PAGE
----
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Donald Trump Has More Fans Than You Might Think

Biden's reluctance to condemn Antifa weakens his appeal as a moderate and may doom his presidential run.

The polls show Donald Trump losing to Joe Biden by a wide margin, and yet the president seems to have more support than many might think. And I’m not just talking about Americans afraid of being “cancelled” if they express a politically incorrect opinion such as support for Trump—although a recent poll by the Cato Institute did reveal that 62 percent of Americans are now fearful of publicly expressing their opinions.

Indeed, Trump might have some fans that do a really good job of hiding their affection for him. I’m talking, of course, about Antifa, the folks smashing up cities, most notably, Portland and Seattle. They could yet prove to be Trump’s most potent supporters.

A ridiculous assertion? Well, consider the words of Democratic stalwart Lanny Davis, tweeting on July 27: “Violent protesters lighting fires and using violence in Portland should wear @realDonaldTrump buttons. That is who they are helping. Progressives in Portland need to call them out, including the Mayor. ReTweet please. Don’t allow violent people help @realDonaldTrump.”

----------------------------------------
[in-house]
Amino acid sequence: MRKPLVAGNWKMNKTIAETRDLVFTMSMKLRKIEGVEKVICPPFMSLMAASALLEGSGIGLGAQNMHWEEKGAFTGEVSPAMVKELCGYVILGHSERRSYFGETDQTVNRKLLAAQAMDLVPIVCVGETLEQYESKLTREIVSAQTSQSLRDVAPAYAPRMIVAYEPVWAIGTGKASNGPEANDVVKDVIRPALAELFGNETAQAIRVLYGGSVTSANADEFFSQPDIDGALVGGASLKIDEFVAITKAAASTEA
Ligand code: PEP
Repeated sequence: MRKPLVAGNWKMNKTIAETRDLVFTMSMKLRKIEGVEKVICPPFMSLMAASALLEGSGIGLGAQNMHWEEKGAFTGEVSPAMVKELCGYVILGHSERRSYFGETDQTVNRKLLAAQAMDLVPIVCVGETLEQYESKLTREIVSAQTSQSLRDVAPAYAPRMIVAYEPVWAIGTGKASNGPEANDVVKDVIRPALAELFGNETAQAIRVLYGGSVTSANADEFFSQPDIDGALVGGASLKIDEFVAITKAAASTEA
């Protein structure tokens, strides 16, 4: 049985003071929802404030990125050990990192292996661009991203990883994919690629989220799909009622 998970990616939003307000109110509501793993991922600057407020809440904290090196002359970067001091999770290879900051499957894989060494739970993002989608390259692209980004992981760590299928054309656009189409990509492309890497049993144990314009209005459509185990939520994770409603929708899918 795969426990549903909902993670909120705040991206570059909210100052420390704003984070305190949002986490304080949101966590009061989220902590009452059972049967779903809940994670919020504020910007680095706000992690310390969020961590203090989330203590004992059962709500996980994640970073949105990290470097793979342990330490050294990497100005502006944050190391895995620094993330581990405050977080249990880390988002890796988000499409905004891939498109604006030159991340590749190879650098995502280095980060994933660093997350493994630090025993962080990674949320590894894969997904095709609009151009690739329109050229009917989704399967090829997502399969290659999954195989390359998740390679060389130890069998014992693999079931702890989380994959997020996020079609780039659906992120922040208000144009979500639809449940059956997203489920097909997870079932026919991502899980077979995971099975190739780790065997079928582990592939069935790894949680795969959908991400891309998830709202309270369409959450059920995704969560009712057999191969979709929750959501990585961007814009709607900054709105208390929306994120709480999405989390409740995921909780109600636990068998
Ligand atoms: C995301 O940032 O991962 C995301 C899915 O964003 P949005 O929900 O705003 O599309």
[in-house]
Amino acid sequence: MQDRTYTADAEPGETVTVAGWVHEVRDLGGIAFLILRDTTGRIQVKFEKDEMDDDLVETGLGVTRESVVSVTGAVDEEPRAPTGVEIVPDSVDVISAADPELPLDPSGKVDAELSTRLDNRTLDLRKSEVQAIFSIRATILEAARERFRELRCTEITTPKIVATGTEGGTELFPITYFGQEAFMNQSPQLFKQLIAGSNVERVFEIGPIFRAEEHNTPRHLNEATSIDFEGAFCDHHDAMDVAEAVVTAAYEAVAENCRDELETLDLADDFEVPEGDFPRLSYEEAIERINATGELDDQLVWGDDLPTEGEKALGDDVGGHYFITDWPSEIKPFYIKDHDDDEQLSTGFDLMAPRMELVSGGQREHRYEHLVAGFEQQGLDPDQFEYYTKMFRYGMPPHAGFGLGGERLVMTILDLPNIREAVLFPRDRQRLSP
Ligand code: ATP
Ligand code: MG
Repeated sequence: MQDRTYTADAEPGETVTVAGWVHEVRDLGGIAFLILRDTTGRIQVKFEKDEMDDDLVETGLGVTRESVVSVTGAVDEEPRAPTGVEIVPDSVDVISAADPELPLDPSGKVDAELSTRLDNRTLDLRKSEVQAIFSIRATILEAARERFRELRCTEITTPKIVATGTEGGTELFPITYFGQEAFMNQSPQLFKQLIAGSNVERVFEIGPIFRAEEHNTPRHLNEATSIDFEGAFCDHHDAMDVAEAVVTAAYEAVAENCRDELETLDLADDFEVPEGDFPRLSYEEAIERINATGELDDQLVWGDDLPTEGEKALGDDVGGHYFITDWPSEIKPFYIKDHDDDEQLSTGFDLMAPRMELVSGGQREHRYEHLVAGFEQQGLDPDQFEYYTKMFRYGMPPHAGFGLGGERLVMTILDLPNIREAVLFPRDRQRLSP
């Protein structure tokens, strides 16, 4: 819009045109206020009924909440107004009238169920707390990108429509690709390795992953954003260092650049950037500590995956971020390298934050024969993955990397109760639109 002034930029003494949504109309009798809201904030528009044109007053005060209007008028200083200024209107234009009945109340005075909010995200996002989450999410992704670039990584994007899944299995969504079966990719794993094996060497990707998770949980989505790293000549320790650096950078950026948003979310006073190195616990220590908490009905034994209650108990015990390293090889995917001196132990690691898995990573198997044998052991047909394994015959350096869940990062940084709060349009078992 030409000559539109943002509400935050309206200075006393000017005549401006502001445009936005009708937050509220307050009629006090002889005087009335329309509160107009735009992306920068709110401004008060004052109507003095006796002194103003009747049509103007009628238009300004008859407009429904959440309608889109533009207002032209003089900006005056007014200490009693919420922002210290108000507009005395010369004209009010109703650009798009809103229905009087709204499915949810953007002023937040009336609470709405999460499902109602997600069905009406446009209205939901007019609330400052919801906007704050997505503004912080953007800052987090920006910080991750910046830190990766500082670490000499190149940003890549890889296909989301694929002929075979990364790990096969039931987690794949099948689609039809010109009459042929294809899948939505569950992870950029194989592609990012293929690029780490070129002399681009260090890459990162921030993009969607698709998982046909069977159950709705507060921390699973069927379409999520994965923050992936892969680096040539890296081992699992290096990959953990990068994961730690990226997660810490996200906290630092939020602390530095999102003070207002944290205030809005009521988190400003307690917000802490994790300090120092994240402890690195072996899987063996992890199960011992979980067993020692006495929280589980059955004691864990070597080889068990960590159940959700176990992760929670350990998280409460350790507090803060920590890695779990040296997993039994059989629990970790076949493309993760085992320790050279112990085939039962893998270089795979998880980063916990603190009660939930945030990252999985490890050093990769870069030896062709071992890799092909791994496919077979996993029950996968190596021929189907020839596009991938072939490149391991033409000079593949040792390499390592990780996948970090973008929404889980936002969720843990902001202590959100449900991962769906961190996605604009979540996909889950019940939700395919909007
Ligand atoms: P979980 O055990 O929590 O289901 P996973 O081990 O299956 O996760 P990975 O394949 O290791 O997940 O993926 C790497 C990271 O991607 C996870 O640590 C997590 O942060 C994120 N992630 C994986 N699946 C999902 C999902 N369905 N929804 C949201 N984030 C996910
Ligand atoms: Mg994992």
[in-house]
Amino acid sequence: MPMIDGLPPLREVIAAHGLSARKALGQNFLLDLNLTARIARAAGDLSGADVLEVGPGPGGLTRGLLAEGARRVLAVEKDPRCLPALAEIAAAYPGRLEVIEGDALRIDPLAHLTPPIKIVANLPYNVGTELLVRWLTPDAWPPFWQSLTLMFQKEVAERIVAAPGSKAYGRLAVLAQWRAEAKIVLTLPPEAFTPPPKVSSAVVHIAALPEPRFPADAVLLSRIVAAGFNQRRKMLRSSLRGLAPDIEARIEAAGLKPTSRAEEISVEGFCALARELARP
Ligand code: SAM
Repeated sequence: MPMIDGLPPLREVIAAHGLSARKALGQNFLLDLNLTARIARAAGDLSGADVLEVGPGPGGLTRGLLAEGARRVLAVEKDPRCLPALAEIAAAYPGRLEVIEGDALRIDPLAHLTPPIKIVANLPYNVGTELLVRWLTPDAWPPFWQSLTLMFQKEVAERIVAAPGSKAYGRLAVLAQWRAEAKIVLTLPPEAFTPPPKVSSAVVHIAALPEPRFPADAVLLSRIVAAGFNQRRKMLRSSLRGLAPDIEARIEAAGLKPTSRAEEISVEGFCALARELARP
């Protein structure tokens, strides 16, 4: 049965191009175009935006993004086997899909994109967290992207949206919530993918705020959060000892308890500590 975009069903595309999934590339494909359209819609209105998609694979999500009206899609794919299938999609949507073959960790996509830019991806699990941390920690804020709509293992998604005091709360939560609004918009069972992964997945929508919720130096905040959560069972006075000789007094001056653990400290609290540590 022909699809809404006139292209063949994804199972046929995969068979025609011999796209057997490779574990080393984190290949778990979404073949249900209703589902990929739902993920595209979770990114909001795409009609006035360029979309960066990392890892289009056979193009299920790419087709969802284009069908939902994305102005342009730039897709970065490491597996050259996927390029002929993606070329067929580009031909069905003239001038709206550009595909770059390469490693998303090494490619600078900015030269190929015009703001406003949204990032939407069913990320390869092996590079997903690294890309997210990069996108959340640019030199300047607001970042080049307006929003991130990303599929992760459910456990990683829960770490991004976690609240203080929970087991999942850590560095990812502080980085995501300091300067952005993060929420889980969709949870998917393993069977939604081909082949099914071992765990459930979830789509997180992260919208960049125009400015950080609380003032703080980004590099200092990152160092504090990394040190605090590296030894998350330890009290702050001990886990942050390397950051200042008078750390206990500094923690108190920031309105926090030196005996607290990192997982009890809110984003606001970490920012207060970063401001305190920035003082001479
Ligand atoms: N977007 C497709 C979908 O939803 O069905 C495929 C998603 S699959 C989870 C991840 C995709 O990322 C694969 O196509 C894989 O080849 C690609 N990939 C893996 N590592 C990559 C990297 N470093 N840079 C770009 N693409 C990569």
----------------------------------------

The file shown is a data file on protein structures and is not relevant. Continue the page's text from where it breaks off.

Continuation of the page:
Back on June 4, here at TAC, this author made precisely that argument: that Antifa wanted to Trump to win a second term, following the revolutionary Leninist dictum of “the worse the better.” That is, Trump is the figure that Antifa wants in power, because in its view, the incumbent heightens the contradictions of capitalism, white supremacy, and cis-patriarchy.

By contrast, Biden is the sort of consensus-minded figure that could reduce the general level of societal anger—and that, of course, would be bad news for Antifa.

Indeed, in the preferred scenario of partisan and pragmatic Democrats such as Lanny Davis, a President Biden would accommodate enough of the left’s agenda, so that most leftists would be happy, thereby isolating Antifa on the fringe. As a result, Biden would preside happily over the center-left.

To be sure, Republicans say that Biden as the 46th president would cave in to Antifa craziness; and yet that wasn’t the story of his presidential campaign, in which he took on the left, albeit in muted terms—but then, the future is always unknowable.

Yet in the meantime, an emerging fear of Democrats—joined, now, by many ex-Republicans supporting Biden—is that Antifa’s antics will keep Biden from getting elected.